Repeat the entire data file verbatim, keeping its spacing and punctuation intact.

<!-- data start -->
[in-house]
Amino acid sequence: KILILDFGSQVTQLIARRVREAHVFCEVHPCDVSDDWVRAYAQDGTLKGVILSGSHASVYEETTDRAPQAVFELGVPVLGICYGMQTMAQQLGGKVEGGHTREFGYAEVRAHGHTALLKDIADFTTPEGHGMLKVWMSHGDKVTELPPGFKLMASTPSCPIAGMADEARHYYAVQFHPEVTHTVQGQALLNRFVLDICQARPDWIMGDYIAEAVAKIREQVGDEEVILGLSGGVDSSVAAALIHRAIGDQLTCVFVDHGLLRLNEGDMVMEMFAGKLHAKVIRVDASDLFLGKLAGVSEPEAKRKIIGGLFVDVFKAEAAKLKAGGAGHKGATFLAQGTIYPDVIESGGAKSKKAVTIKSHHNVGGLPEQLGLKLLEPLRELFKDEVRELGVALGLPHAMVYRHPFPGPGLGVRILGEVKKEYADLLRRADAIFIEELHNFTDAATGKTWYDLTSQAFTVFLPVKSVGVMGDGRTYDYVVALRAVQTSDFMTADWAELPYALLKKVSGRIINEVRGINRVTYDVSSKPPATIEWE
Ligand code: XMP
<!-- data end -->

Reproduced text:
[in-house]
Amino acid sequence: KILILDFGSQVTQLIARRVREAHVFCEVHPCDVSDDWVRAYAQDGTLKGVILSGSHASVYEETTDRAPQAVFELGVPVLGICYGMQTMAQQLGGKVEGGHTREFGYAEVRAHGHTALLKDIADFTTPEGHGMLKVWMSHGDKVTELPPGFKLMASTPSCPIAGMADEARHYYAVQFHPEVTHTVQGQALLNRFVLDICQARPDWIMGDYIAEAVAKIREQVGDEEVILGLSGGVDSSVAAALIHRAIGDQLTCVFVDHGLLRLNEGDMVMEMFAGKLHAKVIRVDASDLFLGKLAGVSEPEAKRKIIGGLFVDVFKAEAAKLKAGGAGHKGATFLAQGTIYPDVIESGGAKSKKAVTIKSHHNVGGLPEQLGLKLLEPLRELFKDEVRELGVALGLPHAMVYRHPFPGPGLGVRILGEVKKEYADLLRRADAIFIEELHNFTDAATGKTWYDLTSQAFTVFLPVKSVGVMGDGRTYDYVVALRAVQTSDFMTADWAELPYALLKKVSGRIINEVRGINRVTYDVSSKPPATIEWE
Ligand code: XMP